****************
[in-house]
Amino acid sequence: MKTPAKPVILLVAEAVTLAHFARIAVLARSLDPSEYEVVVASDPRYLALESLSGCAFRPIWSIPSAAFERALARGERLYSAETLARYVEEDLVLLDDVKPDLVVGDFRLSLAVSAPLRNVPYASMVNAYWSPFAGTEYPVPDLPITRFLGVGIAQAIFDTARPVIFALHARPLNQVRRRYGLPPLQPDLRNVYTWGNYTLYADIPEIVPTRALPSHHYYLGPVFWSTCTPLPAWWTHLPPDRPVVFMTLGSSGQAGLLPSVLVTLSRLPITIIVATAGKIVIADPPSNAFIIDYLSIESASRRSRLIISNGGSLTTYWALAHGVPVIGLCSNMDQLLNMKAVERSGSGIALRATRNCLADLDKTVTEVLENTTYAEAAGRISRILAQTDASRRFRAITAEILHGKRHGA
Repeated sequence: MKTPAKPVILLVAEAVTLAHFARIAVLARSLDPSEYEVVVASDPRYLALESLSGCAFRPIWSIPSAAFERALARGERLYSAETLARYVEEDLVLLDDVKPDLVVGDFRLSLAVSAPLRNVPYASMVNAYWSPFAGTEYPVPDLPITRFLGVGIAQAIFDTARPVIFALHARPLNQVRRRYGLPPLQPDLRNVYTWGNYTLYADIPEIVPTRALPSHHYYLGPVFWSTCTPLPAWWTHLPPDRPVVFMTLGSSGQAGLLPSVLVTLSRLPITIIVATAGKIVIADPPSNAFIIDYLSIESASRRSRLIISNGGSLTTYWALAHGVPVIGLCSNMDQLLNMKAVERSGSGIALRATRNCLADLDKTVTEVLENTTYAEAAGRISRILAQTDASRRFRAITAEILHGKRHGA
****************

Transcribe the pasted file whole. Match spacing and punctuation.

[in-house]
Amino acid sequence: MKTPAKPVILLVAEAVTLAHFARIAVLARSLDPSEYEVVVASDPRYLALESLSGCAFRPIWSIPSAAFERALARGERLYSAETLARYVEEDLVLLDDVKPDLVVGDFRLSLAVSAPLRNVPYASMVNAYWSPFAGTEYPVPDLPITRFLGVGIAQAIFDTARPVIFALHARPLNQVRRRYGLPPLQPDLRNVYTWGNYTLYADIPEIVPTRALPSHHYYLGPVFWSTCTPLPAWWTHLPPDRPVVFMTLGSSGQAGLLPSVLVTLSRLPITIIVATAGKIVIADPPSNAFIIDYLSIESASRRSRLIISNGGSLTTYWALAHGVPVIGLCSNMDQLLNMKAVERSGSGIALRATRNCLADLDKTVTEVLENTTYAEAAGRISRILAQTDASRRFRAITAEILHGKRHGA
Repeated sequence: MKTPAKPVILLVAEAVTLAHFARIAVLARSLDPSEYEVVVASDPRYLALESLSGCAFRPIWSIPSAAFERALARGERLYSAETLARYVEEDLVLLDDVKPDLVVGDFRLSLAVSAPLRNVPYASMVNAYWSPFAGTEYPVPDLPITRFLGVGIAQAIFDTARPVIFALHARPLNQVRRRYGLPPLQPDLRNVYTWGNYTLYADIPEIVPTRALPSHHYYLGPVFWSTCTPLPAWWTHLPPDRPVVFMTLGSSGQAGLLPSVLVTLSRLPITIIVATAGKIVIADPPSNAFIIDYLSIESASRRSRLIISNGGSLTTYWALAHGVPVIGLCSNMDQLLNMKAVERSGSGIALRATRNCLADLDKTVTEVLENTTYAEAAGRISRILAQTDASRRFRAITAEILHGKRHGA